Abstract

Business planning continues to play a central role in entrepreneurship education and counseling. Plans are frequently the evaluated output of entrepreneurial courses, and a required input into counseling and funding decisions (Burke, Fraser & Greene, 2009; Honig, 2004). However, despite the ubiquity of plans and planning, empirical research on the benefits of planning is both limited, and results obtained so far are mixed.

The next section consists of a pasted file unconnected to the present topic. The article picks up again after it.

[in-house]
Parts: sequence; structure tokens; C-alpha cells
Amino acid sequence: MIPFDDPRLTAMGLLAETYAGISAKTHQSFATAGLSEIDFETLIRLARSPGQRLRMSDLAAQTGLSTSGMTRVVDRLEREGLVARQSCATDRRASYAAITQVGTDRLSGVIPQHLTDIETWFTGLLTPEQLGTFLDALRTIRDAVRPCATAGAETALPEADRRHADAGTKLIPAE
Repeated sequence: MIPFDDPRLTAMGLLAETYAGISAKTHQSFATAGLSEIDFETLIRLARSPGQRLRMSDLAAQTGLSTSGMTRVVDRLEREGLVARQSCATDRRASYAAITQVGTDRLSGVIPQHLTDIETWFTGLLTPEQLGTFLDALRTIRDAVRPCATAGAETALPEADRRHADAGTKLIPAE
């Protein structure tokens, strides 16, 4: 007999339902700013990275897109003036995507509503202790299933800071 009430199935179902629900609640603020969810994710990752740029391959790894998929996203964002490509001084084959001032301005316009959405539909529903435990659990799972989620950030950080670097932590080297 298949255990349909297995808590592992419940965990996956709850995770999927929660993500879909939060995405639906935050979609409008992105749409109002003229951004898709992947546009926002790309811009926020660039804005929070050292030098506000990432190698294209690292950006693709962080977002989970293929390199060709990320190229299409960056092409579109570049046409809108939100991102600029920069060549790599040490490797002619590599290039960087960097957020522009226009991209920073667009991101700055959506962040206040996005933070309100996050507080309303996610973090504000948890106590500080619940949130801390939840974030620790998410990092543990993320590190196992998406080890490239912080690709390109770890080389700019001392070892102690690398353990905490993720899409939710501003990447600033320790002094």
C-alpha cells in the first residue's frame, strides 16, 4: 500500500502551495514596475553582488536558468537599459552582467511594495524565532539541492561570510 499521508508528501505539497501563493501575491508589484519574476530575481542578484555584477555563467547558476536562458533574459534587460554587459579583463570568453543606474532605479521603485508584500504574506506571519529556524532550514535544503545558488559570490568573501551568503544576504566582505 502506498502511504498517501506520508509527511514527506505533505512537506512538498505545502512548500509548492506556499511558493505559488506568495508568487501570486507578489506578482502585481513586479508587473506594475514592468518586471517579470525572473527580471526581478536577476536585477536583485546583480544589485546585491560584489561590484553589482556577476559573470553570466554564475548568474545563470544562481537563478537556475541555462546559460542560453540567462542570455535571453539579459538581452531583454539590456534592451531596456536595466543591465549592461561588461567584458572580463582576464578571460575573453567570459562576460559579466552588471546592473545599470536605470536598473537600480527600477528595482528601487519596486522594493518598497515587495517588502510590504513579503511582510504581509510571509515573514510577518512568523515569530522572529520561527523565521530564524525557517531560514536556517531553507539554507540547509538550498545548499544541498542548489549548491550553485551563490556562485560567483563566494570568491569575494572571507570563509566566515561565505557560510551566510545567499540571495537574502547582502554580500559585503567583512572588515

The widespread use of business planning in combination with the mixed theoretical and empirical support for its effect suggest research is needed that looks deeper into the quality of plans and how they are used. In this study we longitudinally examine use vs. non-use; degree of formalizations; and revision of plans among nascent firms. We relate these to outcomes after 12 months.

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